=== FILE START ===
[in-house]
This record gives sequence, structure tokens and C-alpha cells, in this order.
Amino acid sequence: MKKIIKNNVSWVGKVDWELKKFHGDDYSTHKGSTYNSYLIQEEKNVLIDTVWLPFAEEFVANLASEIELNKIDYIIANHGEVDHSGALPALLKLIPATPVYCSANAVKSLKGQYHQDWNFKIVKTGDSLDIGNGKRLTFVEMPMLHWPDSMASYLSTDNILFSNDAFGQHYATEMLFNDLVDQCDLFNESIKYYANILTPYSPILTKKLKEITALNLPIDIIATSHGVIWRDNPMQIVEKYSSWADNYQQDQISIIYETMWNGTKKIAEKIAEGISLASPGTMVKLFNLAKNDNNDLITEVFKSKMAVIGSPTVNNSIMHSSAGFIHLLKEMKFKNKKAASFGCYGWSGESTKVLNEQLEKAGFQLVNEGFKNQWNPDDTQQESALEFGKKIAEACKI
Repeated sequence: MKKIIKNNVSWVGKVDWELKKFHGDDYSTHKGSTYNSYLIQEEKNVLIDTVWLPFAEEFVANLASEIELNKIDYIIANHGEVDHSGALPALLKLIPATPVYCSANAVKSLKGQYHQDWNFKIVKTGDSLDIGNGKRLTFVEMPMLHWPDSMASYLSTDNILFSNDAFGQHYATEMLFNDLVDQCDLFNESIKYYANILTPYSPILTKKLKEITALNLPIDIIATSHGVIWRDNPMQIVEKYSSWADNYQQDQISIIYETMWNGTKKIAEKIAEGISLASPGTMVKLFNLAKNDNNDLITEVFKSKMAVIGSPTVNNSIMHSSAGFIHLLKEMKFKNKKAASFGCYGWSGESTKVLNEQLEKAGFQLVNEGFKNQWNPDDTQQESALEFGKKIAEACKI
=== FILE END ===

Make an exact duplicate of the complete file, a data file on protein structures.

[in-house]
This record gives sequence, structure tokens and C-alpha cells, in this order.
Amino acid sequence: MKKIIKNNVSWVGKVDWELKKFHGDDYSTHKGSTYNSYLIQEEKNVLIDTVWLPFAEEFVANLASEIELNKIDYIIANHGEVDHSGALPALLKLIPATPVYCSANAVKSLKGQYHQDWNFKIVKTGDSLDIGNGKRLTFVEMPMLHWPDSMASYLSTDNILFSNDAFGQHYATEMLFNDLVDQCDLFNESIKYYANILTPYSPILTKKLKEITALNLPIDIIATSHGVIWRDNPMQIVEKYSSWADNYQQDQISIIYETMWNGTKKIAEKIAEGISLASPGTMVKLFNLAKNDNNDLITEVFKSKMAVIGSPTVNNSIMHSSAGFIHLLKEMKFKNKKAASFGCYGWSGESTKVLNEQLEKAGFQLVNEGFKNQWNPDDTQQESALEFGKKIAEACKI
Repeated sequence: MKKIIKNNVSWVGKVDWELKKFHGDDYSTHKGSTYNSYLIQEEKNVLIDTVWLPFAEEFVANLASEIELNKIDYIIANHGEVDHSGALPALLKLIPATPVYCSANAVKSLKGQYHQDWNFKIVKTGDSLDIGNGKRLTFVEMPMLHWPDSMASYLSTDNILFSNDAFGQHYATEMLFNDLVDQCDLFNESIKYYANILTPYSPILTKKLKEITALNLPIDIIATSHGVIWRDNPMQIVEKYSSWADNYQQDQISIIYETMWNGTKKIAEKIAEGISLASPGTMVKLFNLAKNDNNDLITEVFKSKMAVIGSPTVNNSIMHSSAGFIHLLKEMKFKNKKAASFGCYGWSGESTKVLNEQLEKAGFQLVNEGFKNQWNPDDTQQESALEFGKKIAEACKI